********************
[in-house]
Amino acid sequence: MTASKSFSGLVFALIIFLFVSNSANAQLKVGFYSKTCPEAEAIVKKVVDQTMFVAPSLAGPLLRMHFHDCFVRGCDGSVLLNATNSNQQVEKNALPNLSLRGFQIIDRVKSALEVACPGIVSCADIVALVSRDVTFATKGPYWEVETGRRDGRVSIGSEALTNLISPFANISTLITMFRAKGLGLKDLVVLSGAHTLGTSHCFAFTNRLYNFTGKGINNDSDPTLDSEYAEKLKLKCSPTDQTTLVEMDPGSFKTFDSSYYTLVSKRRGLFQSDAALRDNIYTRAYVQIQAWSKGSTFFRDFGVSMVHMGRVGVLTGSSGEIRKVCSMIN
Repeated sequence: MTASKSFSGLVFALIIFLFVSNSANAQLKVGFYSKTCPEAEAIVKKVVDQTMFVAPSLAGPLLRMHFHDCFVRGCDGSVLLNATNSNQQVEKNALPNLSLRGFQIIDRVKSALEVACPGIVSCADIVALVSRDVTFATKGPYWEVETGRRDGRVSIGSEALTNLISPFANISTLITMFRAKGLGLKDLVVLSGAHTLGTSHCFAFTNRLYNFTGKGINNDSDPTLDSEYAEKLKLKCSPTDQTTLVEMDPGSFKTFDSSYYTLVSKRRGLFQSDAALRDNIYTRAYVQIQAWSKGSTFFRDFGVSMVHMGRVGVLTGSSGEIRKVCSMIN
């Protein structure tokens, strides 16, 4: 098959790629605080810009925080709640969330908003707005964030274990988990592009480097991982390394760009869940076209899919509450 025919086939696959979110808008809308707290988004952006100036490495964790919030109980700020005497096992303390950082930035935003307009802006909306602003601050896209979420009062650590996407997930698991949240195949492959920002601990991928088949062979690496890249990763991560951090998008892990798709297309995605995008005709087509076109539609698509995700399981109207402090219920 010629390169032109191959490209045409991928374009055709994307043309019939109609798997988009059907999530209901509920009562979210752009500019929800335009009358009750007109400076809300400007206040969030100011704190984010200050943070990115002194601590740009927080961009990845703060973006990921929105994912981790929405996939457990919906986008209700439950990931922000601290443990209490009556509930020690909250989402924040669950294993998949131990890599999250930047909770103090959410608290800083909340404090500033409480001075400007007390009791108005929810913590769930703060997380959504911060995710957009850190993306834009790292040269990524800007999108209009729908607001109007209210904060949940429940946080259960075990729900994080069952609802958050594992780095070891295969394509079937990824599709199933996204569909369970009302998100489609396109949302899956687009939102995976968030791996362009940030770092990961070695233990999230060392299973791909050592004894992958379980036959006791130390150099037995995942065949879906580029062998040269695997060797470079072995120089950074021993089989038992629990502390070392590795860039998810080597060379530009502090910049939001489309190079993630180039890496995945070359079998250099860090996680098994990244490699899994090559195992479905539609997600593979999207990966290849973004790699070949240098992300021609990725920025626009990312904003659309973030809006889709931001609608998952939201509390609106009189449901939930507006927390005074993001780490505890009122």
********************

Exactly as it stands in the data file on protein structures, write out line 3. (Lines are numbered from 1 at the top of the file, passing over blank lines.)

Repeated sequence: MTASKSFSGLVFALIIFLFVSNSANAQLKVGFYSKTCPEAEAIVKKVVDQTMFVAPSLAGPLLRMHFHDCFVRGCDGSVLLNATNSNQQVEKNALPNLSLRGFQIIDRVKSALEVACPGIVSCADIVALVSRDVTFATKGPYWEVETGRRDGRVSIGSEALTNLISPFANISTLITMFRAKGLGLKDLVVLSGAHTLGTSHCFAFTNRLYNFTGKGINNDSDPTLDSEYAEKLKLKCSPTDQTTLVEMDPGSFKTFDSSYYTLVSKRRGLFQSDAALRDNIYTRAYVQIQAWSKGSTFFRDFGVSMVHMGRVGVLTGSSGEIRKVCSMIN